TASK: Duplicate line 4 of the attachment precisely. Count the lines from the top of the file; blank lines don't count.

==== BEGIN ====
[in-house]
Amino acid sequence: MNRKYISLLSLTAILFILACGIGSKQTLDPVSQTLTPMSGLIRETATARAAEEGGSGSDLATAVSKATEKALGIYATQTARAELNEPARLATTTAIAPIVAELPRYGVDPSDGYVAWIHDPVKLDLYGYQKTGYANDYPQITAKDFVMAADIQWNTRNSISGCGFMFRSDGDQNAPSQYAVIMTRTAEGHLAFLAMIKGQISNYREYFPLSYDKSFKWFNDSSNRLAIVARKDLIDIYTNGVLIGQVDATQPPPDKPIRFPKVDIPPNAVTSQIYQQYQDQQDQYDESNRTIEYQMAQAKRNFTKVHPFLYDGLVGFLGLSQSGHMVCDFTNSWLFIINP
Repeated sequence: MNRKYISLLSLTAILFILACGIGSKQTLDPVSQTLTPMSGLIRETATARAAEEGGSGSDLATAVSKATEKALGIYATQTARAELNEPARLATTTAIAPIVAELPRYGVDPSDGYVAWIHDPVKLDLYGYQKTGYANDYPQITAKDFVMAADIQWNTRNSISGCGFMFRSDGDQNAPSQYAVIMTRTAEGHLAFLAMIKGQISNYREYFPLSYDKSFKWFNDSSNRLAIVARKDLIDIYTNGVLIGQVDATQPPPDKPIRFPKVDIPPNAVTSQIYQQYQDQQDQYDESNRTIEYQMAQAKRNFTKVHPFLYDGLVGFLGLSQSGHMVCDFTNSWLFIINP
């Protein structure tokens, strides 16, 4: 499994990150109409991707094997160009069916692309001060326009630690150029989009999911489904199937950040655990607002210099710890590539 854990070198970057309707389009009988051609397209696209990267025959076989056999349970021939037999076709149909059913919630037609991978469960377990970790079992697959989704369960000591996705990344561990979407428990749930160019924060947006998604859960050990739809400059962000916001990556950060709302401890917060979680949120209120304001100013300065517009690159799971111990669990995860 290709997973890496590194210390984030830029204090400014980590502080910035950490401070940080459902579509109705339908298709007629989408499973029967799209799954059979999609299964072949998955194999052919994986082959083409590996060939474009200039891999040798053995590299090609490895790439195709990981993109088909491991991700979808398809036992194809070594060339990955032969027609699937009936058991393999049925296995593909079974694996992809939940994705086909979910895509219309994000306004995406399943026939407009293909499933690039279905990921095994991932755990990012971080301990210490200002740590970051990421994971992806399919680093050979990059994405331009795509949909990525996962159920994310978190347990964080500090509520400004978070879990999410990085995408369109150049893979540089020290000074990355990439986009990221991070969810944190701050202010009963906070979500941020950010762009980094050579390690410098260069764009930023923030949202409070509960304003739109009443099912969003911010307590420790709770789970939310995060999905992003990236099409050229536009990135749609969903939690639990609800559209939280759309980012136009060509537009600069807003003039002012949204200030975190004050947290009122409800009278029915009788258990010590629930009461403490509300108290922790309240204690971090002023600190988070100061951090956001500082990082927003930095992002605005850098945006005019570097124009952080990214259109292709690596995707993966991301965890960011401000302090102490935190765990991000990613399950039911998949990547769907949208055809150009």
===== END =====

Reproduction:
């Protein structure tokens, strides 16, 4: 499994990150109409991707094997160009069916692309001060326009630690150029989009999911489904199937950040655990607002210099710890590539 854990070198970057309707389009009988051609397209696209990267025959076989056999349970021939037999076709149909059913919630037609991978469960377990970790079992697959989704369960000591996705990344561990979407428990749930160019924060947006998604859960050990739809400059962000916001990556950060709302401890917060979680949120209120304001100013300065517009690159799971111990669990995860 290709997973890496590194210390984030830029204090400014980590502080910035950490401070940080459902579509109705339908298709007629989408499973029967799209799954059979999609299964072949998955194999052919994986082959083409590996060939474009200039891999040798053995590299090609490895790439195709990981993109088909491991991700979808398809036992194809070594060339990955032969027609699937009936058991393999049925296995593909079974694996992809939940994705086909979910895509219309994000306004995406399943026939407009293909499933690039279905990921095994991932755990990012971080301990210490200002740590970051990421994971992806399919680093050979990059994405331009795509949909990525996962159920994310978190347990964080500090509520400004978070879990999410990085995408369109150049893979540089020290000074990355990439986009990221991070969810944190701050202010009963906070979500941020950010762009980094050579390690410098260069764009930023923030949202409070509960304003739109009443099912969003911010307590420790709770789970939310995060999905992003990236099409050229536009990135749609969903939690639990609800559209939280759309980012136009060509537009600069807003003039002012949204200030975190004050947290009122409800009278029915009788258990010590629930009461403490509300108290922790309240204690971090002023600190988070100061951090956001500082990082927003930095992002605005850098945006005019570097124009952080990214259109292709690596995707993966991301965890960011401000302090102490935190765990991000990613399950039911998949990547769907949208055809150009």